I just heard a conservative on Fox say that Scott Walker’s comparison of union members to ISIS beheaders was a “fake gaffe.” He said that this will be “forgotten next week.”
Oh, yeah? Betcha.
Walker responded to a question during his appearance on Thursday at this year’s Conservative Political Action Conference—an event that demonstrates the surprising truth that turds can talk—about how he would handle ISIS:
I want a commander-in-chief who will do everything in their [sic] power to ensure that the threat from radical Islamic terrorists do not wash up on American soil. We will have someone who leads and ultimately will send a message, not only that we will protect American soil, but do not take this upon freedom-loving people anywhere else in the world. We need a leader with that kind of confidence. If I can take on a hundred thousand protesters, I can do the same across the world.
If you can restrain yourself from puking up your lunch, you may recall that Walker’s efforts in Wisconsin to destroy public employee unions wasn’t exactly popular with working people, and thousands came out to protest and show their disapproval. It is those protesters—working men and women—whom he compares to Islamist zealots and psychopaths who have committed unspeakable crimes against humanity.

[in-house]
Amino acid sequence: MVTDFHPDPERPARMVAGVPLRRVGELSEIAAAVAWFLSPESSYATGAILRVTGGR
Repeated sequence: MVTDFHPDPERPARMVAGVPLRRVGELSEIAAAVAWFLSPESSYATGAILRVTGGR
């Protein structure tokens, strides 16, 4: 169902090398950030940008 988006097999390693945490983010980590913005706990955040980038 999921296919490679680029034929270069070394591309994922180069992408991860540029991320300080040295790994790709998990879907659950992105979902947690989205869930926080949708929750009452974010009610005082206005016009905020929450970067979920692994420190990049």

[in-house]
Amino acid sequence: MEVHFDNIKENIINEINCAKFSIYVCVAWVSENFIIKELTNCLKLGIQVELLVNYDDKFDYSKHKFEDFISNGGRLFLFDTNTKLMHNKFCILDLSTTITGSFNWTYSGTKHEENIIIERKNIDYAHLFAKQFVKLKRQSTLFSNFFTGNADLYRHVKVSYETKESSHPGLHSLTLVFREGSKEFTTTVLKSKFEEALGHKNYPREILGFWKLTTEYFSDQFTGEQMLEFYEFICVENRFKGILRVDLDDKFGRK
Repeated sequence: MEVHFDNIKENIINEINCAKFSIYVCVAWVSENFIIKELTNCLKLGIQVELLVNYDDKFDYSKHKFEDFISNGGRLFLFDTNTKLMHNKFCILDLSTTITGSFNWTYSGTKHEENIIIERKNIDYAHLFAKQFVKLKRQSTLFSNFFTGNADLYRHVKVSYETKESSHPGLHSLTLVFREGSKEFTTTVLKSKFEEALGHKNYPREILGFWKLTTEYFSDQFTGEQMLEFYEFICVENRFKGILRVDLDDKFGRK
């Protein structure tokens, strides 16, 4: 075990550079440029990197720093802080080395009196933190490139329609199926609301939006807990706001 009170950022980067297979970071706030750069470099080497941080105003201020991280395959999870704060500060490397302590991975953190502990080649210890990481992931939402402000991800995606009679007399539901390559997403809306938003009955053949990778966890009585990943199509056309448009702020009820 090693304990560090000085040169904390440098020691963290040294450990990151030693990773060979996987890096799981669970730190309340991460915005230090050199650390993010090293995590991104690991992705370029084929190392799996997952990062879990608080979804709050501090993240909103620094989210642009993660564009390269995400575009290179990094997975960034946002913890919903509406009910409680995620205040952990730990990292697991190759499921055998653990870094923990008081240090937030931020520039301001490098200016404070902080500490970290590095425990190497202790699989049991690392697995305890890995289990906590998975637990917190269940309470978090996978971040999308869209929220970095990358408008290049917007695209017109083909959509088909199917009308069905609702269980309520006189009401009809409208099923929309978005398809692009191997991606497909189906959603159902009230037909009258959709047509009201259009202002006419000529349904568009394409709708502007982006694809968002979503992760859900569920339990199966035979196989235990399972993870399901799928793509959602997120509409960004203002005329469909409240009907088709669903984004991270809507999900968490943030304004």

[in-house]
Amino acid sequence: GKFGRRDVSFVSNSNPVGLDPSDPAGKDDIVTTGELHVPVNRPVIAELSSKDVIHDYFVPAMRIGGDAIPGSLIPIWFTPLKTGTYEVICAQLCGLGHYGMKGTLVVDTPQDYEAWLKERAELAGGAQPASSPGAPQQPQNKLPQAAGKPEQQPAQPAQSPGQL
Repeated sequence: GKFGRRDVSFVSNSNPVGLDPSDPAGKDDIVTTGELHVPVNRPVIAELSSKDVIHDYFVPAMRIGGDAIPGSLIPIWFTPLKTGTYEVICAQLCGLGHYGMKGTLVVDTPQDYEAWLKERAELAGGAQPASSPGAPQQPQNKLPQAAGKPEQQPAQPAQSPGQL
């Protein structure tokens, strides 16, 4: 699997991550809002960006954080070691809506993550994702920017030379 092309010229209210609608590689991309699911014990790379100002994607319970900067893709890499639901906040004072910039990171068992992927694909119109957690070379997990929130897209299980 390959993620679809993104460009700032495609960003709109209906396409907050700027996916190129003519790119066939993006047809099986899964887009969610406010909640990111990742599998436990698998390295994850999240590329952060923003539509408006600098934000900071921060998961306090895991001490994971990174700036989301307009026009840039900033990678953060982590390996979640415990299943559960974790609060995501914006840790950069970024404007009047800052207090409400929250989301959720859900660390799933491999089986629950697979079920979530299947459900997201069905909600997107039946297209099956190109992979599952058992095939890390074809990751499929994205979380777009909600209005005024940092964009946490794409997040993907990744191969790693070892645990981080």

And if anyone thinks that working people and the unions who represent them will forget Walker’s remarks, look out. Even without that stupid and offensive comparison to fanatical killers, union folks will be stirred up in 2016 against what has become an obvious Republican hatred of collective bargaining rights for workers. But throw Walker into a general election, with his claim that “taking on” protesting working people qualifies him to fight ISIS freaks in Iraq and Syria, and you will see an effort to defeat Walker like you have never seen.
It has become quite clear that Walker is the favorite among the worst of the worst on the far right. One of the reasons he is their favorite is his aggressive anti-union stance, something he highlighted in his well-received CPAC speech on Thursday. Comparing union protesters to Islamist killers will only endear Walker to the legions of union-hating freaks on the right, and should Walker wrestle the Republican nomination from the well-funded third leg of the Bush triumvirate, Walker can absolutely count on one thing: union people won’t forget what he has said and, more important, what he has done.